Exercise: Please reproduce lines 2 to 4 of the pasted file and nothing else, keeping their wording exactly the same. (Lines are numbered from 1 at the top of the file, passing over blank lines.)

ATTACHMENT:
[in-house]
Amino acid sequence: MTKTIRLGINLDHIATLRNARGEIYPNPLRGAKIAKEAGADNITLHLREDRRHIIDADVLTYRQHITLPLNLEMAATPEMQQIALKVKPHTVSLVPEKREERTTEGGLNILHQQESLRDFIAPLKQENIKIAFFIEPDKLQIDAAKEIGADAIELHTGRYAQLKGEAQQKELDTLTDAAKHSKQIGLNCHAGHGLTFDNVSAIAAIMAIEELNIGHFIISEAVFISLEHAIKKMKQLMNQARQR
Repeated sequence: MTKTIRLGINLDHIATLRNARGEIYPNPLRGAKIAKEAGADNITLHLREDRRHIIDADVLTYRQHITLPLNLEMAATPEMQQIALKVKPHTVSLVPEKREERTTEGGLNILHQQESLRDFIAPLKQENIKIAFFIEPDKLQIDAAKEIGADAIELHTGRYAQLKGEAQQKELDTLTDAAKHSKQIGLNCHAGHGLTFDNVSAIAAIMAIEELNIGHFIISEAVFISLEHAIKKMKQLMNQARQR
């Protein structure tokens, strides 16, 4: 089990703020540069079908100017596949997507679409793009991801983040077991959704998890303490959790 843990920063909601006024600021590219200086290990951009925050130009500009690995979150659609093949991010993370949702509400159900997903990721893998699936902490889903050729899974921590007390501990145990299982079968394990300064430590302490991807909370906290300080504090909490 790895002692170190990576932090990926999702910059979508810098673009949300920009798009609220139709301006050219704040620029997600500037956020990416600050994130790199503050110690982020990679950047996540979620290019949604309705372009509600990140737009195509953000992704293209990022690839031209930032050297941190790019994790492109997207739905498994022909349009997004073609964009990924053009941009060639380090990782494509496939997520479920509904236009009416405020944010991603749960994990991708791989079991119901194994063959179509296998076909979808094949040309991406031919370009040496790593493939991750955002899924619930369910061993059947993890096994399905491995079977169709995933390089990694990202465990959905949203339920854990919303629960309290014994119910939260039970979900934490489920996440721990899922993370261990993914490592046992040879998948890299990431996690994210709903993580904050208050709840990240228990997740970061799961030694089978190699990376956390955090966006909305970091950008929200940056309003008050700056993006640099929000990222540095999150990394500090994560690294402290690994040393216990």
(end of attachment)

Amino acid sequence: MTKTIRLGINLDHIATLRNARGEIYPNPLRGAKIAKEAGADNITLHLREDRRHIIDADVLTYRQHITLPLNLEMAATPEMQQIALKVKPHTVSLVPEKREERTTEGGLNILHQQESLRDFIAPLKQENIKIAFFIEPDKLQIDAAKEIGADAIELHTGRYAQLKGEAQQKELDTLTDAAKHSKQIGLNCHAGHGLTFDNVSAIAAIMAIEELNIGHFIISEAVFISLEHAIKKMKQLMNQARQR
Repeated sequence: MTKTIRLGINLDHIATLRNARGEIYPNPLRGAKIAKEAGADNITLHLREDRRHIIDADVLTYRQHITLPLNLEMAATPEMQQIALKVKPHTVSLVPEKREERTTEGGLNILHQQESLRDFIAPLKQENIKIAFFIEPDKLQIDAAKEIGADAIELHTGRYAQLKGEAQQKELDTLTDAAKHSKQIGLNCHAGHGLTFDNVSAIAAIMAIEELNIGHFIISEAVFISLEHAIKKMKQLMNQARQR
């Protein structure tokens, strides 16, 4: 089990703020540069079908100017596949997507679409793009991801983040077991959704998890303490959790 843990920063909601006024600021590219200086290990951009925050130009500009690995979150659609093949991010993370949702509400159900997903990721893998699936902490889903050729899974921590007390501990145990299982079968394990300064430590302490991807909370906290300080504090909490 790895002692170190990576932090990926999702910059979508810098673009949300920009798009609220139709301006050219704040620029997600500037956020990416600050994130790199503050110690982020990679950047996540979620290019949604309705372009509600990140737009195509953000992704293209990022690839031209930032050297941190790019994790492109997207739905498994022909349009997004073609964009990924053009941009060639380090990782494509496939997520479920509904236009009416405020944010991603749960994990991708791989079991119901194994063959179509296998076909979808094949040309991406031919370009040496790593493939991750955002899924619930369910061993059947993890096994399905491995079977169709995933390089990694990202465990959905949203339920854990919303629960309290014994119910939260039970979900934490489920996440721990899922993370261990993914490592046992040879998948890299990431996690994210709903993580904050208050709840990240228990997740970061799961030694089978190699990376956390955090966006909305970091950008929200940056309003008050700056993006640099929000990222540095999150990394500090994560690294402290690994040393216990």